Multidrug resistance of common bacterial pathogens from wounds and otitis externa in small animals during a 10 year period in Kenya.
Njoroge, C. W
Mande, J. D
Mitema, E. S
Kitaa, J. M. A.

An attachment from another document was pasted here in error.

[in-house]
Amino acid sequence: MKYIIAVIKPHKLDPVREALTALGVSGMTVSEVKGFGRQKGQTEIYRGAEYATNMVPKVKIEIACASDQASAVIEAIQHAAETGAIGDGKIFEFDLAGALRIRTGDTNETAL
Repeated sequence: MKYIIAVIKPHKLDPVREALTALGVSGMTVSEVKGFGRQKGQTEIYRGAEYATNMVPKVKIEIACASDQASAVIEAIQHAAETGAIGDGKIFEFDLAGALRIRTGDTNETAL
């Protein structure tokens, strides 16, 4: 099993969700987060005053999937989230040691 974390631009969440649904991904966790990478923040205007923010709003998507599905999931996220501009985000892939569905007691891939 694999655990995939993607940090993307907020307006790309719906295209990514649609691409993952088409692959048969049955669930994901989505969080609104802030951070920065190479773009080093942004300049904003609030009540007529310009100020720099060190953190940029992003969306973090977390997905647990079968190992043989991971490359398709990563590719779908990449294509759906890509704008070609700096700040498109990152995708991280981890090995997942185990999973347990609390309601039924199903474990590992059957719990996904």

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Antimicrobial resistance is an increasing clinical challenge and a global public health concern. Emergence of resistant pathogens pose a threat to the patient due to the limitations and financial costs in managing them. Bacteriology laboratory records of clinical samples submitted from the University of Nairobi Small Animal Clinic between January 2004 and December 2013 were retrospectively reviewed with the aim to determine prevalence of common bacterial isolates from wound and otitis externa of dogs and cats and their antimicrobial susceptibility profiles The most prevalent bacterial isolates recovered from dogs diagnosed with wounds, surgical site infections and otitis externa were: Staphylococcus aureus constituting 50% (140/280) and Proteus spp. 14% (40/280) respectively. Other less frequently recovered isolates included Pseudomonas spp. constituting 10% (28/280), other Staphylococcus spp. 8.6% (24/280), Streptococcus spp. 7.5% (21/280) and E. coli 5.4% (15/280) respectively. Resistance to antimicrobial agents was observed in the majority of the isolates in the study, with 97% (276/285) of the isolates demonstrating antimicrobial resistance to at least one drug. Antimicrobial resistance to sulphonamides (95%), potentiated sulphonamides (88%), ampicillin (67%), amoxicillin (62%) and tetracycline (56%) was relatively high for all bacterial species examined. Staphylococcus aureus isolates showed 95% resistance to sulfamethoxazole, 55% to ampicillin, 52% to tetracycline and 52% to amoxicillin/clavulanic acid respectively. Pseudomonas spp. showed the highest resistance with all (100%) isolates showing multidrug resistance (MDR) to amoxicillin, amoxicillin/clavulinic acid and sulfamethoxazole. The isolates also showed high level multidrug resistance to cotrimoxazole (93%), ampicillin (93%) and tetracyclines (80%) respectively. Low resistances to gentamicin (9%), norfloxacin (24%) and chloramphenicol (33%) were observed in all bacterial isolates. This study confirms Staphylococcus aureus as the most prevalent bacterial isolate from wounds and otitis externa in small animals. Proteus spp., Pseudomonas spp., Staphylococcus spp., Streptococcus spp. and Escherichia coli in descending order, were also commonly isolated. Gentamicin and norfloxacin, in that order were the most effective antimicrobial agents in the management of wound infections and otitis externa in small animals.
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